Is your jurisdiction considering mandating the use of solar for residential construction? The below graphic includes a few examples of pros and cons for mandating solar. Or view a full list of considerations.
If your municipality or state is considering a solar photovoltaic (PV) mandate for new residential construction, they likely have a public process for collecting stakeholder input. Below are some things you might want to ask, sorted by topic area. For additional assistance, please contact NAHB Staff.
- What exceptions to the mandate have been considered to allow for flexibility?
- Cost effectiveness and system efficiency decrease when there is significant shading on the property – will there be exceptions for sites that don’t have enough solar access throughout the day?
- If exceptions are not made for sites with poor solar access, clear-cutting trees to gain solar access could defeat the environmental benefits.
- Will there be guidance within the mandate if the roof space is not large enough to significantly offset the expected energy demand of the home?
- Is community solar (off-site solar) an option within the mandate?
- Is there flexibility within the mandate to give builders options to fulfill requirements?
- Has the jurisdiction considered solar-ready provisions as an alternative to a complete solar mandate, such as plans for future panels, pathways for routing conduit to the building’s electrical service panel, and reserved space on the electric panel for a dual pole circuit breaker?
- What stakeholder work has been done surrounding the mandate to engage affected sectors in order to prepare the market for the changes?
- Solar installers
- Efficiency experts
- Energy raters
- Administrators of local rebate programs
- Equipment manufacturers for all system components
- Real-estate professionals
- Online monitoring companies
- Related state agencies
- Inspectors/other code officials
- Local solar and home builders’ associations
- What efforts have been made to educate consumers on solar, proper maintenance, tax credits, and other topics related to solar deployment?
- Is there a workforce development plan to prepare the market?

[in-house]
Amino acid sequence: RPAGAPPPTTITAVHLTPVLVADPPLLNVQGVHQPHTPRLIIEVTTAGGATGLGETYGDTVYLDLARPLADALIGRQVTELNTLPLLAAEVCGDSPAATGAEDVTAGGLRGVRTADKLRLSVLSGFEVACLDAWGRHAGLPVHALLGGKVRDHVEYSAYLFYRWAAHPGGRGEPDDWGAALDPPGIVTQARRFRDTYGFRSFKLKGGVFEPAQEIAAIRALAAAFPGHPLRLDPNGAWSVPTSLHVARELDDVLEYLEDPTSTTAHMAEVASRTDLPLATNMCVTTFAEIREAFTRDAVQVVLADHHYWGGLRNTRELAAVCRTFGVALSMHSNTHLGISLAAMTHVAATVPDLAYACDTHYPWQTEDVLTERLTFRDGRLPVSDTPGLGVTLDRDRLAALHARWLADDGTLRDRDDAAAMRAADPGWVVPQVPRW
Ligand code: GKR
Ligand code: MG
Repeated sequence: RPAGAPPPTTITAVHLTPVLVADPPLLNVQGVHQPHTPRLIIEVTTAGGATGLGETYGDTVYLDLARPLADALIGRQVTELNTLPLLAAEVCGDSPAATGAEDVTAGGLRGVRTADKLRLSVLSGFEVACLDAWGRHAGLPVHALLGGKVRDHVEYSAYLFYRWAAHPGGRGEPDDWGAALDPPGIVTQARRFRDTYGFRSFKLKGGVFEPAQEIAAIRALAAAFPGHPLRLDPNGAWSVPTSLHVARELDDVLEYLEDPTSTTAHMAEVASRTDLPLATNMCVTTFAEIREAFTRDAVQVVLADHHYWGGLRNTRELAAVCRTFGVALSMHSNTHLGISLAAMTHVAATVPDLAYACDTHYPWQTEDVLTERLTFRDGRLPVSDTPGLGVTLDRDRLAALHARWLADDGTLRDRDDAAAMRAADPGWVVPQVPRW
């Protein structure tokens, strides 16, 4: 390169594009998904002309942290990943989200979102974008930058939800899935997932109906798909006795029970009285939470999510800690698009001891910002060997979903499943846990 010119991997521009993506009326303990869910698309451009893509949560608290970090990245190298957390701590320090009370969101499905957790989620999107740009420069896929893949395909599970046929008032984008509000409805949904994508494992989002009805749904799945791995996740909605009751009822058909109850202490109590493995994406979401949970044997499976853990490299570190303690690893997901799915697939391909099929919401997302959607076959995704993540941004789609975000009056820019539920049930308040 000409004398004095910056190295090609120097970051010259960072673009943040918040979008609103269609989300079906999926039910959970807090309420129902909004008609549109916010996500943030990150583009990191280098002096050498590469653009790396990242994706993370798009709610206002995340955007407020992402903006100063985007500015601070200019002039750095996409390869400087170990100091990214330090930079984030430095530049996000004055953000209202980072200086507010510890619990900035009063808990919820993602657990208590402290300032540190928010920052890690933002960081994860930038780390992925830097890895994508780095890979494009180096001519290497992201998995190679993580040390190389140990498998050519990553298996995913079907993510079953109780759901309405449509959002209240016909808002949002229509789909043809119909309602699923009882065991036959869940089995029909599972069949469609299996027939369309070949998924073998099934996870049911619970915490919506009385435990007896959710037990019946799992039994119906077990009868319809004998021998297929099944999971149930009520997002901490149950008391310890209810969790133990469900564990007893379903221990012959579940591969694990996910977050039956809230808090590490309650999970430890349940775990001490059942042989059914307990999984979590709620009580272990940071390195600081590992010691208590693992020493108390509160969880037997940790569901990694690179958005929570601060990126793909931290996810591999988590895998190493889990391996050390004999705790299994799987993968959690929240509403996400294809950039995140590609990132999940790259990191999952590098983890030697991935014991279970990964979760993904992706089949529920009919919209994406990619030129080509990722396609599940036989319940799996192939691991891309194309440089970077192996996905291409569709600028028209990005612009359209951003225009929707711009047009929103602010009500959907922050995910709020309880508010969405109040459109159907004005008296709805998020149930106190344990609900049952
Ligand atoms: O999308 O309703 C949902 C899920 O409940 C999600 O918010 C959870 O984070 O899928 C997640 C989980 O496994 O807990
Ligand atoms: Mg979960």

- If there are not enough high-quality solar installation companies, shortcuts could be taken and bad actors could be more prevalent, increasing fire risk and safety.
- What is the quality assurance approach for the drastic increase of installations?
- Have electrical and building inspectors and firefighters been trained on what to look for during inspections and solar-related requirements in the National Electric Code?
- Do local fire codes impact the solar installation and approval process?
- What is the availability of financing mechanisms in the market? Will consumers have options for leasing, Power Purchase Agreements, and/or purchasing solar through loans or rolling additional costs into their mortgage?
- Does the local utility allow your house to connect to the grid?
- Is the local utility equipped to handle increasing numbers of interconnection applications, administration of net metering, and more?
- Does the local utility pay for the excess solar power generated? If so, at what rate?
- Will there be specific language about limiting the number of trees (or area) cut down?
- How will future energy use be predicted, and how will that relate to solar PV size requirements?
- If the mandate is statewide, what are the cost implications if jurisdictions decide to make solar requirements more stringent?
- What assumptions were made in the benefit-cost analysis, such as the price of electricity, time-of-use rates, and net metering compensation from the utility?